A new kind of bookshop in 1930s New York City

Drew elizabeth pic 001Discovered in a copy of The Publisher’s Weekly for March 22nd 1930 is this feature by John D. Stannard on a New York bookshop that aimed, with its decorations and objets d’art, to emulate the comfort and charm of a private library.

Elizabeth Drew, a graduate of Vassar College and her ‘ associate’ , the artist Jessie Leach Rector, opened their (unnamed) shop on 43 East 60th Street in September, 1929, just a few weeks before the Wall Street Crash. Designed to be an antidote to the ‘ graceless ‘stores that most booklovers had become used to, the couple had created a ‘ bookish background’ in which old furniture and rare objects of art competed with books for the attention of customers.

Everything in the shop was for sale, including the ‘ lamps, lampshades, old prints and watercolours, framed and unframed mirrors, screens and tables’ provided by Rector, who specialised in interior decoration, and the ‘primitive Indian pottery and Spanish colonial silver which Drew imported from Peru. Drew emphasised that although her store was sophisticated, had an exclusive list of patrons, and sold old and rare books, including modern first editions and fine bindings, her ideal customer was the ‘middle-class ‘type who travelled into town on the subway.

A key innovation devised by Drew was the monthly review of new books in the fields of fiction, biography, essays, Book-of-the Month, Literary Guild, Crime Club and best sellers, which was sent out to a hand picked 6,000 names, half of whom came from friends of the two booksellers, and which bore the testimonial ‘ Recommended by Elizabeth Drew’. In fact, the reviews came not only from Drew herself, but by these friends, who signed their work.

Thanks both to the unusual appeal of the shop and the couple’s innovative advertising methods, the shop had shown a profit every month since its opening, despite the Depression, and the present stock was approximately three times larger than at the beginning.

On the matter of new books Drew deprecated the dishonest methods of publishers, especially regarding blurbs and flashy wrappers. To her a worthless book with a “glowing, wonderful, unusual! You must read this !” jacket was not only an insult to a reader’s intelligence, but was sure to hurt sales of books from the same publisher.

John D Stannard was sufficiently impressed by his visit to the bookshop that he was drawn to echo the sentiments of its owners:

‘ Just as a play needs a stage setting to bring out its best qualities, so do books need a background that induces restful and enjoyable reading.’

For all their significant innovations in presentation and marketing, it is astonishing that Elizabeth Drew and Jessie Rector seem to have been totally forgotten. A trawl of the Internet has revealed nothing. Perhaps readers in the Jotosphere know more.
[R.M.H]

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3 thoughts on “A new kind of bookshop in 1930s New York City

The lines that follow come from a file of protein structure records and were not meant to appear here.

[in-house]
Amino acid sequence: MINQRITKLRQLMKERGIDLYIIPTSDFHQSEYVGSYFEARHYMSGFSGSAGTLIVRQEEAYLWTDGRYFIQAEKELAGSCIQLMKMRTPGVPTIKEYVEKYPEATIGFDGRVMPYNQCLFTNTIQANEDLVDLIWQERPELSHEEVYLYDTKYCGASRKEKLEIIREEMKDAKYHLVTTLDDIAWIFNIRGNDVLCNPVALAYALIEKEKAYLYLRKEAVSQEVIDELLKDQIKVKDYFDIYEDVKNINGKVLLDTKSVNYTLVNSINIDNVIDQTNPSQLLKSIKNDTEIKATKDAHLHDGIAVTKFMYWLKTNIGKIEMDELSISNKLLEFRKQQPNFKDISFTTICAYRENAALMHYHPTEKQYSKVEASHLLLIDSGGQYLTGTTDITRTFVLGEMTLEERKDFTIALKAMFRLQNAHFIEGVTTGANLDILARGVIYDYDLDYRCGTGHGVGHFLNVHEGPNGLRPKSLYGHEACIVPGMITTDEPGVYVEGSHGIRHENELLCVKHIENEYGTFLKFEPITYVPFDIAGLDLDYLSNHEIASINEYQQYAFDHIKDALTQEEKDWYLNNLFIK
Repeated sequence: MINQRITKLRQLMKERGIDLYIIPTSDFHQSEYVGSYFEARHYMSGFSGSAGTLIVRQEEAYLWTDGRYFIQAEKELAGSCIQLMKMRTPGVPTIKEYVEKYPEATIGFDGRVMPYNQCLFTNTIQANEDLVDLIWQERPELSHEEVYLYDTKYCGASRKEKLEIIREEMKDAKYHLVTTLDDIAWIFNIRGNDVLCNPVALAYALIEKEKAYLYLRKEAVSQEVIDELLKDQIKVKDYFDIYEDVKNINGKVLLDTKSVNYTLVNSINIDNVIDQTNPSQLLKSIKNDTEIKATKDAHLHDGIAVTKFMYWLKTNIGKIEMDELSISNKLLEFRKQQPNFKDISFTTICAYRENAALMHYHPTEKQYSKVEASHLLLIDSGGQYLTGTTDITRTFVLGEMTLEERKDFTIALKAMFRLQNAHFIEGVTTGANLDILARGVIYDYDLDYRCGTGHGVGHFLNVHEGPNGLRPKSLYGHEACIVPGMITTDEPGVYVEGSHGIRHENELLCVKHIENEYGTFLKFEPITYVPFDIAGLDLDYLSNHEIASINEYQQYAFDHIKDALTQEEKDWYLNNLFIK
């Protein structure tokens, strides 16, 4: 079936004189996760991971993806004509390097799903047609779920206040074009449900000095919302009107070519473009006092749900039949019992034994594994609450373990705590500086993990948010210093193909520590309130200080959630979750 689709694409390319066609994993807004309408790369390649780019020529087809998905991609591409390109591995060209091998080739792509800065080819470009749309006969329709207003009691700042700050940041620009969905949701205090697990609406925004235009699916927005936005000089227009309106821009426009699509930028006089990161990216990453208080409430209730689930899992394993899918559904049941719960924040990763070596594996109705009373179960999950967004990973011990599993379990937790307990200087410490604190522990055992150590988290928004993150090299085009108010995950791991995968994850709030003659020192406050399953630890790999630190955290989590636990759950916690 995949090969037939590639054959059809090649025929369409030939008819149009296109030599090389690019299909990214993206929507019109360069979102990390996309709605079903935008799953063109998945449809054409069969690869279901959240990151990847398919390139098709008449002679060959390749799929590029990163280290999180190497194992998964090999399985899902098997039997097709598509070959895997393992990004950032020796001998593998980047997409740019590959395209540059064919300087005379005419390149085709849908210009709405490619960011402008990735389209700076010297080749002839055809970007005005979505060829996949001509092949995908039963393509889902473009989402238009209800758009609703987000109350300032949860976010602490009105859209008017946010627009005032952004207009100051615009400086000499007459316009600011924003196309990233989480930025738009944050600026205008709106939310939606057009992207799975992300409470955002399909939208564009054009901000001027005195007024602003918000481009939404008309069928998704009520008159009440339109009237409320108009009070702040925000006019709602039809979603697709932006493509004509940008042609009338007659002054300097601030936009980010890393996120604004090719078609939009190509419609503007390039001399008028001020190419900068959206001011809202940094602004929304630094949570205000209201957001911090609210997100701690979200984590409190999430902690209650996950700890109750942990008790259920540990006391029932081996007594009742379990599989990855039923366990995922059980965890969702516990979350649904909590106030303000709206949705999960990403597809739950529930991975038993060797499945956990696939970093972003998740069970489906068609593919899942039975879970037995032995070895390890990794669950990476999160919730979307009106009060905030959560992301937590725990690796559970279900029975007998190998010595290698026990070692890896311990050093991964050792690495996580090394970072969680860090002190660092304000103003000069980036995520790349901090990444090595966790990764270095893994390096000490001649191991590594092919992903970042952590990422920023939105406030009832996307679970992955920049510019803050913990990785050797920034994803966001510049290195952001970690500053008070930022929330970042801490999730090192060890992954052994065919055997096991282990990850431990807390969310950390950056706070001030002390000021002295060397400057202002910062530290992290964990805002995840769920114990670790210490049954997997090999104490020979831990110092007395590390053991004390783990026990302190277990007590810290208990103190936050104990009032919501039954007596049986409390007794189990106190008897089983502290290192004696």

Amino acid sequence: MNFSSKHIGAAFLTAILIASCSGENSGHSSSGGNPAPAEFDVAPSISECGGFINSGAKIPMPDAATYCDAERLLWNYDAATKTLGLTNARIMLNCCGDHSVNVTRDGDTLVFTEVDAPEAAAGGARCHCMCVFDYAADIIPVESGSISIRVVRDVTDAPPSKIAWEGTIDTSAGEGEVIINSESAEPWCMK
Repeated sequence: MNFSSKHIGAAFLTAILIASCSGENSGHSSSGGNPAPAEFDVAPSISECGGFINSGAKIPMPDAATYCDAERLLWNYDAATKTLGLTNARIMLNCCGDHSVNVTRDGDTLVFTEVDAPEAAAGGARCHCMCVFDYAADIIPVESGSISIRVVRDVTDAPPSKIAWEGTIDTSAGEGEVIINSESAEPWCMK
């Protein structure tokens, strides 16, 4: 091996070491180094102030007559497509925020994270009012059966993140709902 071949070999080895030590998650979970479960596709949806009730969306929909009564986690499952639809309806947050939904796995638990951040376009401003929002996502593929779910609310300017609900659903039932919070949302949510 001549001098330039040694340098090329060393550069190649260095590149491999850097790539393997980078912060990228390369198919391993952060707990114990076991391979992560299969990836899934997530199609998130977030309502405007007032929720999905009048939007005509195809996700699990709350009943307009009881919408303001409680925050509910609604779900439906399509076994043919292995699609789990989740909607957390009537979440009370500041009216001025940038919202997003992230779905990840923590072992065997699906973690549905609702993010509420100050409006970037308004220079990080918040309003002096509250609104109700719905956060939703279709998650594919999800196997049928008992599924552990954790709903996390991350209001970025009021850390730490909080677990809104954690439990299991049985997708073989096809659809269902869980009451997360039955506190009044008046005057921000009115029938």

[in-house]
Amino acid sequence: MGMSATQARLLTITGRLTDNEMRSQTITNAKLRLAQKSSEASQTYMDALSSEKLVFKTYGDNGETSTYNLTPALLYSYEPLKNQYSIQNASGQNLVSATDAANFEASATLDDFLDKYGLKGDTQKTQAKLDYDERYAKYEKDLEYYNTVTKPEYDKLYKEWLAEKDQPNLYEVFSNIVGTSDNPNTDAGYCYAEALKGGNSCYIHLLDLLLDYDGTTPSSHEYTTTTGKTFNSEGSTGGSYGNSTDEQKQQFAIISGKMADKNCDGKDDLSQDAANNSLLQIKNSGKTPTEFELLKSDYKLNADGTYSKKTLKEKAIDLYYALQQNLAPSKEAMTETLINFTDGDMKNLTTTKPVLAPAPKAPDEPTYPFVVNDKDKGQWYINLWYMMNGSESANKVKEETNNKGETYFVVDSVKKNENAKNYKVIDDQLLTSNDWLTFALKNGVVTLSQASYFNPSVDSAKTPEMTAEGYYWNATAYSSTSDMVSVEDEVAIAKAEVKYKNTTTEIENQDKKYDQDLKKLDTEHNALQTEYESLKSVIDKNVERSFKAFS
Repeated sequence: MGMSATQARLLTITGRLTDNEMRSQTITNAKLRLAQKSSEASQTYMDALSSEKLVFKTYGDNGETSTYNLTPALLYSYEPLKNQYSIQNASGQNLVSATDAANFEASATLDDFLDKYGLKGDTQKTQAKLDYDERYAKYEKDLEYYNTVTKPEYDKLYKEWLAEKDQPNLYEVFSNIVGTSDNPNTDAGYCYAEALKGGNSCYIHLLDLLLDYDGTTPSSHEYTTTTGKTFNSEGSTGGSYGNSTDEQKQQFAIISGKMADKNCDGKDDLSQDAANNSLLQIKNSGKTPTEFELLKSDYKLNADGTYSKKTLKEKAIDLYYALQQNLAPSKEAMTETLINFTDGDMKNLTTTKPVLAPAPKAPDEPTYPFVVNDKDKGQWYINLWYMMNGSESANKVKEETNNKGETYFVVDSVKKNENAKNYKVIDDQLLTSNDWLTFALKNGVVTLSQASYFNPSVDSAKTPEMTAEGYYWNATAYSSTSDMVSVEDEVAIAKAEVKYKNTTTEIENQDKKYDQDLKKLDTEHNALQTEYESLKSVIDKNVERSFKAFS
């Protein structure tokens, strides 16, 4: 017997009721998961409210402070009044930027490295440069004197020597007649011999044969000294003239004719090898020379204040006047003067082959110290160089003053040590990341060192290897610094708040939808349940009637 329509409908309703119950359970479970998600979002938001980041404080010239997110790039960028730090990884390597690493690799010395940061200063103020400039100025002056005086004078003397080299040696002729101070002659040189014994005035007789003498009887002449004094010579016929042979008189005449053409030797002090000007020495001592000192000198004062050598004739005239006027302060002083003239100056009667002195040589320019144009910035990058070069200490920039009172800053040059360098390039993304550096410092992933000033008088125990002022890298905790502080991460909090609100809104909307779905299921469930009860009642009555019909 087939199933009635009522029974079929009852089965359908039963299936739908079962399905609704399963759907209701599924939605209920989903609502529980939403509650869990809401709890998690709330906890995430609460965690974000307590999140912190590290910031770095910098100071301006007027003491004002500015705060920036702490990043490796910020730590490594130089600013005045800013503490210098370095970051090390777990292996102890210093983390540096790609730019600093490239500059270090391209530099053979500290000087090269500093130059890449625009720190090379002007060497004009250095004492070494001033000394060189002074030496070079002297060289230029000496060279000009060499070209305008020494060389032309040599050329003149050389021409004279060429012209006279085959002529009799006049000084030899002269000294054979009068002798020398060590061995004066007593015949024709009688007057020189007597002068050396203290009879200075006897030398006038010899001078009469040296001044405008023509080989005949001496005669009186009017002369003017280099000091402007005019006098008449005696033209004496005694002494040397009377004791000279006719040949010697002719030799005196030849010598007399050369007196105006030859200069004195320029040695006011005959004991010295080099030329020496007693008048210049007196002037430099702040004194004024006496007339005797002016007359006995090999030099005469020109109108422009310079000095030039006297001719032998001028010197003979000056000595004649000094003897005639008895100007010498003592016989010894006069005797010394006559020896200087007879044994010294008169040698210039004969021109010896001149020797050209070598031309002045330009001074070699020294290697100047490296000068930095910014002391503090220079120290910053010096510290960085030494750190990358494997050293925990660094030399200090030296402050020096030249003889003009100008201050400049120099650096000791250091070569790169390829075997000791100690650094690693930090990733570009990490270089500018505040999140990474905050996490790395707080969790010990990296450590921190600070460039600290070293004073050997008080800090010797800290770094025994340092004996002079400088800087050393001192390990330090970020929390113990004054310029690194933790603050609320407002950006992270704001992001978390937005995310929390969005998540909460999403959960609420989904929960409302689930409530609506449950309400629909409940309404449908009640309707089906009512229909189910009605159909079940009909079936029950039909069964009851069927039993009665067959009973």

1. karl of karl

    These guys sound like the Heywood Hill ( https://www.heywoodhill.com ) of their day. HH now use a similar book sales scheme with their loyal following. It’s surprising that D & R have been so forgotten but once a bookshop is gone this often seems to happen.

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  2. Elizabeth

    Mrs. Rector decorated the library of my great-aunt’s house in Old Greenwich, Connecticut in the late 1930’s, done up in a slightly bohemian “English Country House” style that she was known for, quite like Robert Kime’s style today. She was best known for her lamps and tables, some of which were antique, that she then repainted with her art or embellished with silver or gold gilt work. I vaguely remember my mother bringing me to a shop Mrs. Rector had after this one, when I was a little girl. The name of the shop was Mrs. Rector’s full name and it was full of her lamps and furniture, heavy on glass. I remember it because it was so dreamlike with reflections in silver and glass. That shop was in the East 40’s, from what I remember. I think she died in the 1950’s.
    I don’t think the American “middle class” these pioneering ladies sold to still exists, if it ever did, really. Their customers may not have been the very rich, but they were the sort of people who had a house in the country and an apartment in Manhattan, both with decorated libraries or studies in need the of the books and furniture found in such shops.
    I live on the Upper East Side near the location of the shop mentioned in your article and can report that, perhaps unsurprisingly, the original building is long gone and a luxury 52-story “super luxury” residential tower called the Zeckendorf Tower has risen in its place, designed by Robert A.M. Stern.
    Call me a cynic, but I doubt there will be a single book in any of those finished luxury flats, let alone a library.

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